• NZ Cricket has never got me as passionate as NZ rugby , 
     
    And there haven't been many Cricketers I have looked up to the same way as my favourite ABs , 
     
    But Crowe was an exception , probably my favourite ever NZ cricketer.



  • Classy on and off the field, he is the best NZ batsman I've ever had the privilege to see, bar none.  His love for the game will live on in his BC proteges Kane Guppie and Taylor.  Sad for the family losing him so young. RIP MC



  • I went to all the Eden Park games at the 1992 World Cup. It was a privilege to watch him bat.
     
    Anyone got the classic young guns video commercial?



  • Echo the sentiments that knowing this was going to happen sooner than later doesn't comfort at all
     
    By christ he was a beautiful batsman. Gower, Mark Waugh and others had their features but if you wanted to play exactly like anyone, it was Crowe
     
    Random memories:
     
    He was fricken fast fast between the wickets. Him and Dean Jones changed that aspect of the game
     
    He used to sweat so much in Australia, drenched shirt
     
    He looked more like a rugby player up close, big guy
     
    There was a rain delay at eden park one game. He was working for Sky, the rain stopped and he commissioned a helicopter to dry the ground (I don't think this is urban legend)
     
    His bouncers were a beast. Short run and very Malcolm marshall esque
     
    Duncan Fearnely magnums rocked!
     
    Taking a catch at second slip and haring across the ground behind Smithy in celebration
     
    Those tons in  England in 94 on one leg, wow
     
    He actually played a huge amount of balls through leg side, not disimilar to Steve SMith and Kane in the set up to play middle stump balls through leg, except Hogan didn't nudge them he swatted them with a full swing
     
    That leaning back cut shot off spinners was made to look far too easy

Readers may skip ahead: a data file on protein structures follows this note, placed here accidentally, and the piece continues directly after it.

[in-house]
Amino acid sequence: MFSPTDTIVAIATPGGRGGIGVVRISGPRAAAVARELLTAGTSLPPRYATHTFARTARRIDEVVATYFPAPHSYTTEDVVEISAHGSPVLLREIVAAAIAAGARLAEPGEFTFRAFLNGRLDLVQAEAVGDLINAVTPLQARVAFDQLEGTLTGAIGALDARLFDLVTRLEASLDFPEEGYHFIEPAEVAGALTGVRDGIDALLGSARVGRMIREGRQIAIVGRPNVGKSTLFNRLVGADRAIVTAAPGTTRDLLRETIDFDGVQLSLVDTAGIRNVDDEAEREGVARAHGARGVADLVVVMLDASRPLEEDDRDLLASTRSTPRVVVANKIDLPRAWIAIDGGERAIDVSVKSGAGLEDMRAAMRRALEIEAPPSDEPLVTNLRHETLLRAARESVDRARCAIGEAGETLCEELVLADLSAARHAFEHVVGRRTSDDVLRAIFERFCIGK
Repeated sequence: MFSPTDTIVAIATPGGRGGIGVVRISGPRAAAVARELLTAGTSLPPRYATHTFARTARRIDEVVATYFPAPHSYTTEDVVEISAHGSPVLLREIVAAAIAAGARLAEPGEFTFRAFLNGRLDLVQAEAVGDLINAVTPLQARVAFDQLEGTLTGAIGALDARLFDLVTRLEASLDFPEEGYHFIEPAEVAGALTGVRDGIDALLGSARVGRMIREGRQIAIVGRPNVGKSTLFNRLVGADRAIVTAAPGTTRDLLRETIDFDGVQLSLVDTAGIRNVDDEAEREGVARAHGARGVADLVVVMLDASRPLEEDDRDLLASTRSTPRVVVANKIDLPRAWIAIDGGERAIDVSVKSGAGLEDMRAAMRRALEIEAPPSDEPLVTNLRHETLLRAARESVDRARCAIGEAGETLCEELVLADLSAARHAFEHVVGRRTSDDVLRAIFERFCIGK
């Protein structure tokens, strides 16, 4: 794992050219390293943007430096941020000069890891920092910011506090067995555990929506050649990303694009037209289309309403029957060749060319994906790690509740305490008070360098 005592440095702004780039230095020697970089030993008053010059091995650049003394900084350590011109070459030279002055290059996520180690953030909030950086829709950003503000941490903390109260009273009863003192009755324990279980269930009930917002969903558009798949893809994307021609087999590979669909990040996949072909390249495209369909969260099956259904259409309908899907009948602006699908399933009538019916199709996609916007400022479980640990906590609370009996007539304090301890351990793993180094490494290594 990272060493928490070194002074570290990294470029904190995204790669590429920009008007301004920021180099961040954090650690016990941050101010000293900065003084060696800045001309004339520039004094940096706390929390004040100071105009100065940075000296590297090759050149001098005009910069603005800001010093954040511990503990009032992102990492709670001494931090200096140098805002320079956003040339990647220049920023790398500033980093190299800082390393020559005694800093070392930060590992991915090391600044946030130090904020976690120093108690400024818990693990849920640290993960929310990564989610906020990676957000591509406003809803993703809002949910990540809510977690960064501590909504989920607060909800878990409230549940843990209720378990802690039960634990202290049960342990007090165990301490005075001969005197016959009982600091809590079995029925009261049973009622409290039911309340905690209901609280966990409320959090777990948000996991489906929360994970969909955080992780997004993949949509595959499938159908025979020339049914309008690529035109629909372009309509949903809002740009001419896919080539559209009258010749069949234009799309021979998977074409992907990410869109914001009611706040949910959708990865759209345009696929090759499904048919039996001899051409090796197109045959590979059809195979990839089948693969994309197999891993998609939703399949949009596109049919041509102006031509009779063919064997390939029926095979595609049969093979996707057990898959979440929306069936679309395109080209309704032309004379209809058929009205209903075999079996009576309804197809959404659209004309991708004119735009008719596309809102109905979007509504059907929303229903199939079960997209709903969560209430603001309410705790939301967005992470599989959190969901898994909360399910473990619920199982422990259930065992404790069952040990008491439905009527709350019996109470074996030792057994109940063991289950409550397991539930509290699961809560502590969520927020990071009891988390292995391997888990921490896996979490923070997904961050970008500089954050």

"He chuckled at the rise of 20/20". Well he pretty much discovered the potential and the audience drivers
     
    His admissions of forgiveness and turning the other cheek in life were brilliant signs of character. Easy to forget we, as a country, put the old tall poppy thrasher in high gear for Marty. Allegations of aloofness, and being out of touch with the team were rife...and shown to be shithouse too
     
    His articles in cricinfo were just the type of journalism we on the fern desire
     
    Let's keep his memory and achievements alive for the newer generations just like our oldies did with Don Clarke, Colin Meads etc
     
    Rest in Peace great man



  • Have had to drive a bit this avo so interesting listening to a few folk on talkback saying he wasn't the easiest guy to get along with. Issues with the establishment and other players and at times a bit overly critical of the shot that may have got a batsman out.



  • Man. Everyone knew he was living on borrowed time but fuck, that hasn't stopped this from stinging like hell.
     
    The man was so fucking talented, whether it was with the bat, in the commentators box, writing articles or mentoring our Rossco and Guppy. And a couple of those he was doing at the same time he was fighting cancer. He's left a huge hole in NZ sport and cricket all around the world.



  • Hogans best articles on cricinfo.
     



  • With alot of talk re Crowes death going back to the 92 CWC, and that devastating semi final loss to Pakistan.
     
    Heres something to cheer us up, Inzamam's greatest hits of run outs..
     


     
    If only he showed us this talent in 92. * Wait he did, but by then it was all too late.



  • haha what a fat potato



  • The best one is where hes hit on the foot and just lies on the ground, totally ignoring the fact his partner is running towards him (you know, like they do in cricket)



  • the best one? how do you choose?! the one where he turns an easy two into a one and then sells his partner out by just going "fuck running 2" was a favourite for me.



  • the best one? how do you choose?! the one where he turns an easy two into a one and then sells his partner out by just going "fuck running 2" was a favourite for me.

    They are all hilariously funny, but just seeing him taking a yorker to the foot and just walking a couple of steps then 'falling over' made me piss myself with laughter. (much needed today)



  • What everyone else has said. While not unexpected, it is still a shock. Many, many happy hours in the 80's/early 90's were spent on the local park trying to bowl like Hadlee and bat like Crowe.


Log in to reply